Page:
Players: 1 Player Game | Release Date: 02/17/03 | Genre: Action/RPG
When Dark Cloud was released, it was greeted with mixed reviews. Although it had a few problems, I found the game to be a fun action/adventure PS2 title. Not being content to just rehash the same game, developer Level 5 went back to the drawing board and mixed in some new ideas, cel-shaded graphics, and a lot of fun in one of the best titles of 2003--Dark Cloud 2. And while the game does bear some striking resemblances to the Zelda franchise, DC2 has enough charm of its own to stand alone.
Once a player picks up Dark Cloud 2, they will be captivated by the graphics. Very different from the original Dark Cloud, DC2 takes a cartoon-like approach to the visuals. While not as crisp as Zelda, each character is very detailed as are each of the environments. Developer Level 5 uses the classic black outlining of all characters and environments that have been seen in many cel-shaded games. While I prefer the cel-shaded look of Zelda, Dark Cloud 2 does get the job done.
In the game, you start of controlling Max, a young boy who spends his time fixing things. You live in a town where the village is cut off from the rest of the world and very few exciting things happen. However, a circus comes to town and Max is given permission to go to the circus and once he gets there, he overhears the mayor of the town talking to an evil clown who is running the show. Apparently, there is an amulet that the clown is seeking in the town and has been threatening the mayor to find it for him. As you probably could guess, our young hero, Max, has the amulet around his neck. It was a present from his dad and the Max has to run for his life to escape the clutches of this evil clown.
Soon after, you learn that the world has been destroyed and Max embarks on a quest to rebuild the planet. It is at this time that he runs into another hero--Monica. By fighting through the dungeons, you will gain raw materials that are needed to rebuild the world using an enhanced georama system. Dark Cloud 2 allows you to place buildings, plants, landscape, and more into each town you build. After doing this, you can add a different color of pain to buildings, add fences and chimneys, and ultimately recruit residents from your home town to inhabit each new town. After restoring a town, you can then gaze into the future to see what kind of impact you have made.
While the system is a bit overwhelming at first, there are many tutorials that will guide you through it. And because you can customize each town in the way you want, this is yet another way DC2 adds replay value to the game.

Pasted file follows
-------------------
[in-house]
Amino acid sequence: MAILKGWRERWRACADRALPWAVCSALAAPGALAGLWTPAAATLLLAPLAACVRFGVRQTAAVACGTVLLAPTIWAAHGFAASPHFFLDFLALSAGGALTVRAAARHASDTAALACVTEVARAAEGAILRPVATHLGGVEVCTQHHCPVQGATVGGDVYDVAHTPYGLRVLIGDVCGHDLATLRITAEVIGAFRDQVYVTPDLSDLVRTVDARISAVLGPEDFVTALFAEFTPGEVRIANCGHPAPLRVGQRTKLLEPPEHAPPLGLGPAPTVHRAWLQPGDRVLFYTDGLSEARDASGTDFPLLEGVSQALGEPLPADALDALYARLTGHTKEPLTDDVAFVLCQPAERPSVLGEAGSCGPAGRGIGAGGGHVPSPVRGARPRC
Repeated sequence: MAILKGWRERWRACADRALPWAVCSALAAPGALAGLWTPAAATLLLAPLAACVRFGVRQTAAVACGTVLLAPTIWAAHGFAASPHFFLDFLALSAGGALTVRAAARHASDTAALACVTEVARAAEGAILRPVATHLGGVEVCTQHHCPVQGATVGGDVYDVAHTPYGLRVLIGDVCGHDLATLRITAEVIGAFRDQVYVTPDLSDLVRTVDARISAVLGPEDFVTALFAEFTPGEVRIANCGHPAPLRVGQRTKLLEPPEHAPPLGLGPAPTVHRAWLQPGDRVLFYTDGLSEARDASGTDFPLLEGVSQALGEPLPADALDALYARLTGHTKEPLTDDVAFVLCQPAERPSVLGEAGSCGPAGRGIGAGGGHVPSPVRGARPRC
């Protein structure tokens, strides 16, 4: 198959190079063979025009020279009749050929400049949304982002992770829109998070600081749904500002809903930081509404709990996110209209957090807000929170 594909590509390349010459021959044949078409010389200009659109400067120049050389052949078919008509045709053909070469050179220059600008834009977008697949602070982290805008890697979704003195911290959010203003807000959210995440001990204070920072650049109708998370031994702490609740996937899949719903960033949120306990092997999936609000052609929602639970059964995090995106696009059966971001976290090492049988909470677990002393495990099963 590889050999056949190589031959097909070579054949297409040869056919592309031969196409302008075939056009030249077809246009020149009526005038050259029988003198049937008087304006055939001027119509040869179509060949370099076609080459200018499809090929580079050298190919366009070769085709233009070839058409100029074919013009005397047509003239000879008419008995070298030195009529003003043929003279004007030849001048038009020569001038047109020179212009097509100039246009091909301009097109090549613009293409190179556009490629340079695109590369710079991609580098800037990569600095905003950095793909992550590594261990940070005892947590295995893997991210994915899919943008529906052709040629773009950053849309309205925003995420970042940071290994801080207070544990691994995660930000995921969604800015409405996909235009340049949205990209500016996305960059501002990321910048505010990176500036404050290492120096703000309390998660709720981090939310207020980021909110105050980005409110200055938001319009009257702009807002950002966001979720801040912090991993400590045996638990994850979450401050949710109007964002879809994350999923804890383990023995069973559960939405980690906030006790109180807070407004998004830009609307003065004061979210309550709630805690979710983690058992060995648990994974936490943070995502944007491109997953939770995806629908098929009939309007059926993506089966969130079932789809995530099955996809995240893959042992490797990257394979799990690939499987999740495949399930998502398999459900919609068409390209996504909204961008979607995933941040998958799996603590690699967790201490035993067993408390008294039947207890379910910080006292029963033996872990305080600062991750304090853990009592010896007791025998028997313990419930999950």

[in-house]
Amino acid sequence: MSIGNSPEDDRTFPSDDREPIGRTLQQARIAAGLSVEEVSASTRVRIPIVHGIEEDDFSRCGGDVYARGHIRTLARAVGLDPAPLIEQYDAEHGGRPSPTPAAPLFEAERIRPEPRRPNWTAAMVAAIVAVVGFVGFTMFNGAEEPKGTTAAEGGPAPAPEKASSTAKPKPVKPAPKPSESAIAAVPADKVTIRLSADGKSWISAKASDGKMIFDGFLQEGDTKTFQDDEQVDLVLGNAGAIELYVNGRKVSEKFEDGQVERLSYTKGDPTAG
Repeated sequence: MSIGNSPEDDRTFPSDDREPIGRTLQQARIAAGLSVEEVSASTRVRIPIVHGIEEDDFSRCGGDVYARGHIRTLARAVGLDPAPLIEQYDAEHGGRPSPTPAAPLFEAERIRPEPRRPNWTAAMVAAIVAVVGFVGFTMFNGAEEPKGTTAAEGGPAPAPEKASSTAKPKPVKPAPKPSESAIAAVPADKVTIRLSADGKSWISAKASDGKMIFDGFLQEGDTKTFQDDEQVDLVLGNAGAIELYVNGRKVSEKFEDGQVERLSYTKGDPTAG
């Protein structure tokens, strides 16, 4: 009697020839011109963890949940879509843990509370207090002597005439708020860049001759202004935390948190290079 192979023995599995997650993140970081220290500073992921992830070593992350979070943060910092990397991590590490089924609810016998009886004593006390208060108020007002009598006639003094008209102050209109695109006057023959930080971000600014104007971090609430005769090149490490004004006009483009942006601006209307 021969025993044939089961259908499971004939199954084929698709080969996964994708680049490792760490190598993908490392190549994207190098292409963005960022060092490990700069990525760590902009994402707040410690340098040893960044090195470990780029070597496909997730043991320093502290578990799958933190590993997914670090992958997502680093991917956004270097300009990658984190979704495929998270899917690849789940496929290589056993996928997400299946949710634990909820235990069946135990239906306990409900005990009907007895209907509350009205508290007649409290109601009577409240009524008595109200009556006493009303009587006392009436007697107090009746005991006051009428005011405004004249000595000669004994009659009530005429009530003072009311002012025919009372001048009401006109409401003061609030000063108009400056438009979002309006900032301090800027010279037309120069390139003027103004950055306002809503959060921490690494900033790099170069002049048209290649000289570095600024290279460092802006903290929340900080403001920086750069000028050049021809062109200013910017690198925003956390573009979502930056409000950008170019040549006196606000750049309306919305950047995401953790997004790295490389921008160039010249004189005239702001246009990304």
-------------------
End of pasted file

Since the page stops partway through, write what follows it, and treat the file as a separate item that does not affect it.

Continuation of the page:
Like the original, Dark Cloud 2 makes use of multiple playable characters and randomly generated dungeons. Players can switch there characters with ease to help make it through each of the levels. I enjoy this aspect of the game, however, I do have a problem with the random dungeons. First, the good news about these dungeons is that it greatly increases the replay value. It is next to impossible for you to experience the same dungeon twice. However, because of this, each level in a dungeon can range from easy to very difficult depending on what monsters appear, the location of them, and the setup of the level. You may find that the map and compass for a particular level will be close to the entrance. However, at other times, they will be buried near the end of the level.
Each dungeon is divided up into multiple floors. At the end of each floor, you can save the game, replay a prior level in the dungeon, return to the surface of the world, or move on deeper into the dungeon. Normally once you get deeper into the dungeon, you will run into a few bosses before completing it.
While the ârandom dungeonâ? feature of the Dark Cloud series has its problems, overall, I really enjoy this aspect of the game. Sure you have some inconsistencies on how difficult or easy a particular level can be. But the positives is that you have a new experience each time you journey into a level. Much like what Blizzard did with Diablo--this one aspect gives Dark Cloud 2 a ton of replay valueâ¦ something that is missing from most games today--especially an Action/RPG.
Combat is both good and bad. Unfortunately, like the original, there is still some collision detection problems. There are many times when you hit an enemy and it wonât register or they will hit you even though you hit them first. While this has been improved since the first incarnation of the series, it is an element that could still use a bit more work.
Each character has a melee and projectile weapon. As you use these weapons, the items slowly gain EXP but they also degrade over time. While you can upgrade the items by adding objects to them and even upgrade the weapons to be more powerful, if an item breaks, you will lose all upgrades you have made for it thus far. This makes it very important to have enough repair power in your inventory so you can fight without worrying your item will break. While you can upgrade the item to make them more durable, I would like to have seen repairs be less frequent.
Dark Cloud 2 also features an invention system that utilizes a camera. Max has to take pictures. When he puts three photos together, he might just invent a new item. This can be a very time consuming project because there are countless inventions to be made. If you need help in coming up with what photos make inventions, a strategy guide or a resource like GameFaqs.com will be needed.
Overall, Dark Cloud 2 is arguably the best Action/RPG on the PlayStation 2. While it is not perfect, Level 5 is taking this franchise in the right direction. True the game may not be quite as polished as Zelda on the GameCube, Dark Cloud 2 will still provide you with many, many hours of fun and enjoyment.